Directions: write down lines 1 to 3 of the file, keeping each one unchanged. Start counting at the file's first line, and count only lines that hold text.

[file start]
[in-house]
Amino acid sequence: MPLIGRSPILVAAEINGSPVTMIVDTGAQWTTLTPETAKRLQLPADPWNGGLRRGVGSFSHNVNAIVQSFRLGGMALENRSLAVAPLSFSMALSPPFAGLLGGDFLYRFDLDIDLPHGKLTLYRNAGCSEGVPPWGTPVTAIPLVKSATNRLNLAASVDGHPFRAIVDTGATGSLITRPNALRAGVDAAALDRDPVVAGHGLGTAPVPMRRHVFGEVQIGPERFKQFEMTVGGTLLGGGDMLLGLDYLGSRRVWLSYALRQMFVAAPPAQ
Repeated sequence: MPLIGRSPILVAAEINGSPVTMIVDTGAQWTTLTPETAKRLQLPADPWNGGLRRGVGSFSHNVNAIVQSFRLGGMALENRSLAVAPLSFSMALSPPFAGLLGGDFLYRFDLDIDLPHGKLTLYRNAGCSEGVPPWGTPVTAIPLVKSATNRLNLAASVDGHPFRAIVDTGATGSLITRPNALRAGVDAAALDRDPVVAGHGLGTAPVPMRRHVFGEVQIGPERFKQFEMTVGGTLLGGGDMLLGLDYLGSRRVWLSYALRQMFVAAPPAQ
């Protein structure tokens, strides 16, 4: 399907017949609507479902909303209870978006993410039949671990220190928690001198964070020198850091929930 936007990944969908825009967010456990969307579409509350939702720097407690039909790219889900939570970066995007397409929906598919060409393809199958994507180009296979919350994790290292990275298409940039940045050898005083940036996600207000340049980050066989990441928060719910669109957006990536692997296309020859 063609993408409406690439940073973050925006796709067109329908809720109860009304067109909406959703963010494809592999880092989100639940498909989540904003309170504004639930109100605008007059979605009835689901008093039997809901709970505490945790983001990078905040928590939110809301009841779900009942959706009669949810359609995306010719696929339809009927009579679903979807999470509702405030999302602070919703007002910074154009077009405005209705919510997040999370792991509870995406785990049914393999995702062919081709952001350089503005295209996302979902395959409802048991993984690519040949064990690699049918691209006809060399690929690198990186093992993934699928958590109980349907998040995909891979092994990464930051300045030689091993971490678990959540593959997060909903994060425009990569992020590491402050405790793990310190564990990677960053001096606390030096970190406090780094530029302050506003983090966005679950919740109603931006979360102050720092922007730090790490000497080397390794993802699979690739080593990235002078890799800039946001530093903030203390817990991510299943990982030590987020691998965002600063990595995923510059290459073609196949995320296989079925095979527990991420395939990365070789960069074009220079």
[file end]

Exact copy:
[in-house]
Amino acid sequence: MPLIGRSPILVAAEINGSPVTMIVDTGAQWTTLTPETAKRLQLPADPWNGGLRRGVGSFSHNVNAIVQSFRLGGMALENRSLAVAPLSFSMALSPPFAGLLGGDFLYRFDLDIDLPHGKLTLYRNAGCSEGVPPWGTPVTAIPLVKSATNRLNLAASVDGHPFRAIVDTGATGSLITRPNALRAGVDAAALDRDPVVAGHGLGTAPVPMRRHVFGEVQIGPERFKQFEMTVGGTLLGGGDMLLGLDYLGSRRVWLSYALRQMFVAAPPAQ
Repeated sequence: MPLIGRSPILVAAEINGSPVTMIVDTGAQWTTLTPETAKRLQLPADPWNGGLRRGVGSFSHNVNAIVQSFRLGGMALENRSLAVAPLSFSMALSPPFAGLLGGDFLYRFDLDIDLPHGKLTLYRNAGCSEGVPPWGTPVTAIPLVKSATNRLNLAASVDGHPFRAIVDTGATGSLITRPNALRAGVDAAALDRDPVVAGHGLGTAPVPMRRHVFGEVQIGPERFKQFEMTVGGTLLGGGDMLLGLDYLGSRRVWLSYALRQMFVAAPPAQ